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With the growth of the Treaty Body System, harmonization and coordination of working methods between the treaty bodies became a pressing issue. Commentators spoke of a crisis of the system - victim of its own success. In 2002 the UN Secretary-General (‘An agenda for future’) considered that the development of the system, among others, increased pressure on resources of both States and the secretariat and had implication on the ability of the States to continue to meet their reporting obligations, while the secretariat struggled to continue to provide quality service to all treaty bodies. The UN invited States to reflect on a number of reform initiatives that could help to modernize the system. The possibility of replacing the reporting obligations owed to each of the treaty bodies, with a single report was suggested. The UN also wished that strengthening and harmonization efforts could eventually lead to a single human rights Treaty Body, which was hoped, could enhance human rights protection at national level.
These suggestions were largely unacceptable to States parties, but the concept itself of having States submitting single reports to a single human rights mechanism was tried in the new Charter-based Universal Periodic Review mechanism of the new Human Rights Council set up in 2007. While the new procedure had little impact on the challenges to the separate Treaty Body System which continued to grow, increasing the need for its modernization; it certainly reinvigorated calls for a better coordination between the different elements of the UN Human Rights Machinery to avoid duplication of efforts that strains resources and lessens impact on the real situation of the rights holders at the national level.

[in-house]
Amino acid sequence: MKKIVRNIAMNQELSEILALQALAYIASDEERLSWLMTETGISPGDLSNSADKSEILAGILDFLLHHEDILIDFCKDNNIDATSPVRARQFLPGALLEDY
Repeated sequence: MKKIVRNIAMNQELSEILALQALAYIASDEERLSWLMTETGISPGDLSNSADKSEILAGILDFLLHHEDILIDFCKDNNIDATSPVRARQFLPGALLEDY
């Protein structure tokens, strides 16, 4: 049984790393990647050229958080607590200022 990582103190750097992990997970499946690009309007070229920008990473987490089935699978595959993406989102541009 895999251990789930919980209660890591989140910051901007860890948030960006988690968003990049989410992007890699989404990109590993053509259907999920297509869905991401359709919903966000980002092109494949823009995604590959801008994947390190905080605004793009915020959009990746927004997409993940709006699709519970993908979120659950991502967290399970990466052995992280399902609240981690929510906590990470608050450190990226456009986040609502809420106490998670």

This prompted the UN High Commissioner for Human Rights Navi Pillay, in 2009, to give a new impetus to the discussions started almost a decade ago, by addressing a renewed call on relevant stakeholders (States, Treaty Body members, national human rights institutions, non-governmental organizations and academic entities) to initiate a process of reflection on ways of strengthening the Treaty Body System and by extension the UN Human Rights Protection System as a whole.
This impressive collection of essays is a response to the High Commissioner’s call, which joins initiatives by other stakeholders, from an academic perspective. The book has two parts: one presents reflections on the Treaty Body System and the second on the Human Rights Council Procedures.
Authors are established scholars and practitioners in the field of human rights, many of whom are Treaty Body members or mandate holders of varied Human Rights Council Procedures.